MISCELLANEOUS

Difficult to meet new EU target on HCFCs: India

NEW DELHI Oct. 22 . India has expressed reservation over phasing out the production and use of hydrochlorofluorocarbons (HCFCs) before the targeted date of 2040, proposed by the European Union (EU).

The consultative committee of Members of Parliament which met here today said that since developing countries, including India, have included HCFC technology as a transitional arrangement and no funding was available for the changeover, it would be difficult to phase out HCFCs as per the accelerated reduction schedule proposed by the EU.

The EU has been trying to accelerate the exercise by bringing in amendments in the Montreal Protocol and citing availability of alternative technologies.

As per the schedule, developing countries were to totally phase out the use and production of HCFs by the year 2040. The meeting also observed that the transfer of technology from the Ozone Depleting Substances (ODS) to non-ODS was effective in the consumption sector but difficulties were encountered in the production of substitutes for ODS.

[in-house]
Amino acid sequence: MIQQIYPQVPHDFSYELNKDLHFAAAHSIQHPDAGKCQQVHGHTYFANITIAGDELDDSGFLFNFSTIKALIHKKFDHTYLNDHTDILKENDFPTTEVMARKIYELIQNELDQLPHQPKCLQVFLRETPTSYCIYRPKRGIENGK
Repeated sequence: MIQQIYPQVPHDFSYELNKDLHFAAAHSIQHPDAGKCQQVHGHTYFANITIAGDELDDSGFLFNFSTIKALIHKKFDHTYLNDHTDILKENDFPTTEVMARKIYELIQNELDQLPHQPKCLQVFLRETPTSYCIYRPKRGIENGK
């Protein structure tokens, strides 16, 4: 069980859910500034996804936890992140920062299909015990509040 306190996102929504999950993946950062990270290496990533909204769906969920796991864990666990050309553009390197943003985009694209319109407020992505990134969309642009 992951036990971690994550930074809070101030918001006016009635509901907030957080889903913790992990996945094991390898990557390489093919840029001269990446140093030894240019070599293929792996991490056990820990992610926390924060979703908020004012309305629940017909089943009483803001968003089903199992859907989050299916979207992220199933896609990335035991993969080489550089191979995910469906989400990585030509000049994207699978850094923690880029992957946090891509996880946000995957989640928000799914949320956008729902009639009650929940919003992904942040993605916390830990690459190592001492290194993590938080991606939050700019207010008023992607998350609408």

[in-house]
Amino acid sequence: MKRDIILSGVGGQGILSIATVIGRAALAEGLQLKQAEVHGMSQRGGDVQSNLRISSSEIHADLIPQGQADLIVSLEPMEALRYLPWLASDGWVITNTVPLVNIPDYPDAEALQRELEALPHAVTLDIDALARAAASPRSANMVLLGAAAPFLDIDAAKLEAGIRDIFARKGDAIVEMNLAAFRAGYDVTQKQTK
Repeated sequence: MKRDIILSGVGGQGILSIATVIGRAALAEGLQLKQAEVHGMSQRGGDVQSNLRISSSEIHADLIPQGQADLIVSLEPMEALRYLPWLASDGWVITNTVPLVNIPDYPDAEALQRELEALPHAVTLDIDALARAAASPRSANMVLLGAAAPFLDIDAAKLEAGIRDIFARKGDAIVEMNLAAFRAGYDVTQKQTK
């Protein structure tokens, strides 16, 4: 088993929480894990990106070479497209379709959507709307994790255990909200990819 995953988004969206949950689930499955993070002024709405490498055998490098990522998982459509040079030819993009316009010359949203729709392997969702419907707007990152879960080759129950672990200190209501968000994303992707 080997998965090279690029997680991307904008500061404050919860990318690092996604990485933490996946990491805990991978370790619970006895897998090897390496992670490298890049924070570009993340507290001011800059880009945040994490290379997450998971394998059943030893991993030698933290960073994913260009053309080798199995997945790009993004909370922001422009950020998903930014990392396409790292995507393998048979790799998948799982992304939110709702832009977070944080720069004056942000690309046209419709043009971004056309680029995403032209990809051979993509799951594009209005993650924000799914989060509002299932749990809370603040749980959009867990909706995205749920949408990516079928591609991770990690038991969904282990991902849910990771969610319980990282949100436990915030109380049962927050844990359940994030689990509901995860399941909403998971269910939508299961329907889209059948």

Again, as far as chlorofluorocarbons (CFCs) were concerned, the Ministry of Environment and Forests has constituted a special committee to look into the possibility of illegal trade of CFCs to meet the demand, following reduction in the production.

Another reason cited for smuggling or illegal trade was the difference in the price in the domestic and international market. A national strategy for training of customs and other enforcement officials has also been prepared.

Total production and consumption of CFCs is to be carried out by 2010, though India claims to have reduced CFC consumption by 2,165 MT from the baseline consumption of 6,681 MT in 1995-97.

Production and consumption of halons, another ozone-depleting substance, has been phased out. The national phase-out plan of yet another ODS, carbon tetra chloride (CTC) has been approved by the executive committee of the Montreal Protocol at a cost of $ 52 million.

The members were informed that 13 new ozone-depleting chemicals had been identified but not controlled by the Protocol. The UNEP Technology and Economic Panel (TEAP) has been reviewing the production and consumption pattern of these chemicals.

Those who attended the meeting were Ranganath Mosra, Abrar Ahmed, Raj Babbar, Jagannath Mallick, Rupchand Murmu, D.M. Vijaya Kumari, Chandresh Patel and Amarsinh Vasantrao Patil.

The Union Environment Minister, T.R. Baalu, chaired the meeting.

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